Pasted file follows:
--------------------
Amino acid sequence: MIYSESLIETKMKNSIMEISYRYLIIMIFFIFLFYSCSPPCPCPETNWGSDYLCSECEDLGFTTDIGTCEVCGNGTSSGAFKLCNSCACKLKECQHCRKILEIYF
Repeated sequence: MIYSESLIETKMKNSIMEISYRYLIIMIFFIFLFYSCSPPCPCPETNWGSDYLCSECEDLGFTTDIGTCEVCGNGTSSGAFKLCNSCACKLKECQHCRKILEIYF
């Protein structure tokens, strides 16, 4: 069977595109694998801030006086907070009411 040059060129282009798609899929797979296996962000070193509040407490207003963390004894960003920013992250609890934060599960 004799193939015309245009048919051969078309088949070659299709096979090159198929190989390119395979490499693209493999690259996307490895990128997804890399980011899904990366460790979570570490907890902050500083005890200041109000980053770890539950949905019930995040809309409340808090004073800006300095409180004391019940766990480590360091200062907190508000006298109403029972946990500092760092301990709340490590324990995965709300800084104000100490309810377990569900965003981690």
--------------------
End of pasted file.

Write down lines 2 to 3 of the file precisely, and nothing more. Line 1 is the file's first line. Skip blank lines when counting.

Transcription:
Repeated sequence: MIYSESLIETKMKNSIMEISYRYLIIMIFFIFLFYSCSPPCPCPETNWGSDYLCSECEDLGFTTDIGTCEVCGNGTSSGAFKLCNSCACKLKECQHCRKILEIYF
């Protein structure tokens, strides 16, 4: 069977595109694998801030006086907070009411 040059060129282009798609899929797979296996962000070193509040407490207003963390004894960003920013992250609890934060599960 004799193939015309245009048919051969078309088949070659299709096979090159198929190989390119395979490499693209493999690259996307490895990128997804890399980011899904990366460790979570570490907890902050500083005890200041109000980053770890539950949905019930995040809309409340808090004073800006300095409180004391019940766990480590360091200062907190508000006298109403029972946990500092760092301990709340490590324990995965709300800084104000100490309810377990569900965003981690």